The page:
- Exposure to high levels of radon. Exposure to high levels of radon in our homes is the second leading cause of lung cancer worldwide and the leading cause among non-smokers. Radon is a naturally occurring gas that comes from rocks and dirt and can enter our homes through cracks in floors, walls, or foundations. The risk of developing lung cancer is higher in smokers exposed to radon than in non-smokers who are exposed to it.
- Second-hand smoking. The third leading cause of lung cancer in non-smokers is second-hand smoke. Living and/or working with someone who smokes raises the risk of developing lung cancer by 20 to 30%, and even brief exposures can cause the damage that can lead to lung cancer. People who inhale second-hand smoke are exposed to the same cancer-causing agents as smokers, although in smaller amounts.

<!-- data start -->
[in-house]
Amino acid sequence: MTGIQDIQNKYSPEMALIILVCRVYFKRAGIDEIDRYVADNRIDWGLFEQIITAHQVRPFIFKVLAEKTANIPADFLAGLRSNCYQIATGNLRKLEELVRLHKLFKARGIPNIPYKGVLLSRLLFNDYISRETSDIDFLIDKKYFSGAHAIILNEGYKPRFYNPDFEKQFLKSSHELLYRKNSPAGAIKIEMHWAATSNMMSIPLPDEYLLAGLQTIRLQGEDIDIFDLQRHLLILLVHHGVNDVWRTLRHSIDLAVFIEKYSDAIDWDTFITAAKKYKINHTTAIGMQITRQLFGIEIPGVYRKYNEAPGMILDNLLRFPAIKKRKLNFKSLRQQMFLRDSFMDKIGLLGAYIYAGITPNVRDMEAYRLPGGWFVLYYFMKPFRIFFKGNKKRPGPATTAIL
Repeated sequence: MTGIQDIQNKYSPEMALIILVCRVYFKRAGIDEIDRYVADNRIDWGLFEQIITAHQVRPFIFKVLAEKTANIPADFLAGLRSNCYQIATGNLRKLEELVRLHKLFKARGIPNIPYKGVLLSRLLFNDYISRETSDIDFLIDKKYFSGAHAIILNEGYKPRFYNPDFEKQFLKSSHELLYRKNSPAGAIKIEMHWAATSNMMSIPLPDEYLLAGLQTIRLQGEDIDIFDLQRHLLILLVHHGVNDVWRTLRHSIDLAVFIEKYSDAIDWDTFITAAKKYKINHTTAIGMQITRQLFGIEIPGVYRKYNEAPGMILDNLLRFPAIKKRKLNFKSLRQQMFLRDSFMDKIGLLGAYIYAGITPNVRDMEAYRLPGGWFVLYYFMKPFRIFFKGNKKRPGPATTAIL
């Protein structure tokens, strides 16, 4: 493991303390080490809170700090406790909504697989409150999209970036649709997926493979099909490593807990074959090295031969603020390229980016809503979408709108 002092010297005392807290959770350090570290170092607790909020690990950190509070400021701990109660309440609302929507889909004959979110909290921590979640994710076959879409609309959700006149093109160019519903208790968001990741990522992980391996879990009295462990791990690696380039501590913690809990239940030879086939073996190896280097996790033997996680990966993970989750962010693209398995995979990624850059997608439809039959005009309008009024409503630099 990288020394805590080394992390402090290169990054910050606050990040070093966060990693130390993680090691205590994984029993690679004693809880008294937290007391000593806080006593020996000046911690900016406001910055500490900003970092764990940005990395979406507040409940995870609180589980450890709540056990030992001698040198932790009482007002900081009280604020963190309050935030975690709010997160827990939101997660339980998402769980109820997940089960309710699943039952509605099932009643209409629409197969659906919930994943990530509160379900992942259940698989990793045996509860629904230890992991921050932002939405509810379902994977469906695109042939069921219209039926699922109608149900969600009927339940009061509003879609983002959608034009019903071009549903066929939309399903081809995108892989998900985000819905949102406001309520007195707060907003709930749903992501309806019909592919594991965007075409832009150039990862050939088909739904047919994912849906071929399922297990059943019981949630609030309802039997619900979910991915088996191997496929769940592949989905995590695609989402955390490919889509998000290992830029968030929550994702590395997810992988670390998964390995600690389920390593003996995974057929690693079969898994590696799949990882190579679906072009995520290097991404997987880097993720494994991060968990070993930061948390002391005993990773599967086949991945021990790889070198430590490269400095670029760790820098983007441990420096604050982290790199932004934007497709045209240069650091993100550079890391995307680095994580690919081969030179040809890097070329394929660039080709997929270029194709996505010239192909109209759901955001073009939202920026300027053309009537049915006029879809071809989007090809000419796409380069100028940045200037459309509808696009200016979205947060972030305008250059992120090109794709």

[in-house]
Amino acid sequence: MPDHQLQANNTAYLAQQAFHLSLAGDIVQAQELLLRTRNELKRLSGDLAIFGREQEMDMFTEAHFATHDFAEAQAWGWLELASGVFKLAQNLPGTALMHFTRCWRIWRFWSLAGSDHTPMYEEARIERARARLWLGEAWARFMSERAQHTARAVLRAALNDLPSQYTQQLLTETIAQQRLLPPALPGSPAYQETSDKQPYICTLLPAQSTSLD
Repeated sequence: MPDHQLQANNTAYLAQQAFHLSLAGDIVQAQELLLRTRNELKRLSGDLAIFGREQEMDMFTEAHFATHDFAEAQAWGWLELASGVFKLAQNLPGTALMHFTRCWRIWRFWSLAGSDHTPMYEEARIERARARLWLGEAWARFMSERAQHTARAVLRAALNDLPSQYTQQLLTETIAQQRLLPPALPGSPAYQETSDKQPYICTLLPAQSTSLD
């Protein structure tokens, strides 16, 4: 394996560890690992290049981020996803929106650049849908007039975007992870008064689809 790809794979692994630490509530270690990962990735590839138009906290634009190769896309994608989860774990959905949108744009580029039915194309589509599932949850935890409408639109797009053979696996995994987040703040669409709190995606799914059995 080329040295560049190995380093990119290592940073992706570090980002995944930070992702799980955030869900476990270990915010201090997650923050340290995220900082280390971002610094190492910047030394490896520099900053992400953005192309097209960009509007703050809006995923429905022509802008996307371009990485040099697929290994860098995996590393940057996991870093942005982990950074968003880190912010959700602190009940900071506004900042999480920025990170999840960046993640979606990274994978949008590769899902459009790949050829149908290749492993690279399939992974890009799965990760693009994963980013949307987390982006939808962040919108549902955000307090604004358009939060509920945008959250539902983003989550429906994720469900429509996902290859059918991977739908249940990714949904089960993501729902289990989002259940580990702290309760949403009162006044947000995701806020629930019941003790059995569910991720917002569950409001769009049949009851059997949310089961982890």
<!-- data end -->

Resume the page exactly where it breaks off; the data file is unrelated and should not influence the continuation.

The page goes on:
- Radiation Therapy to the Chest. Radiation therapy uses x-rays, gamma rays, or other types of radiation that may increase the risk of lung cancer. The higher the dose of radiation received, the higher the risk.
- Workplace exposure. On-the-job exposure to cancer-causing substances can increase the risk of lung cancer. These substances include asbestos, arsenic, diesel exhaust, and some forms of silica and chromium.
- Air pollution. Studies show that living in areas with higher levels of air pollution generated from traffic, the combustion of diesel fuel, coal, and wood increases the risk of lung cancer.
- Family History (non-modifiable). Having a family history of lung cancer is a risk factor for lung cancer. People with a relative who had lung cancer may be twice as likely to have lung cancer as people who do not have a relative who had lung cancer.
- Diet. According to studies, smokers who take beta-carotene supplements have an increased risk of lung cancer.
What are the symptoms of lung cancer?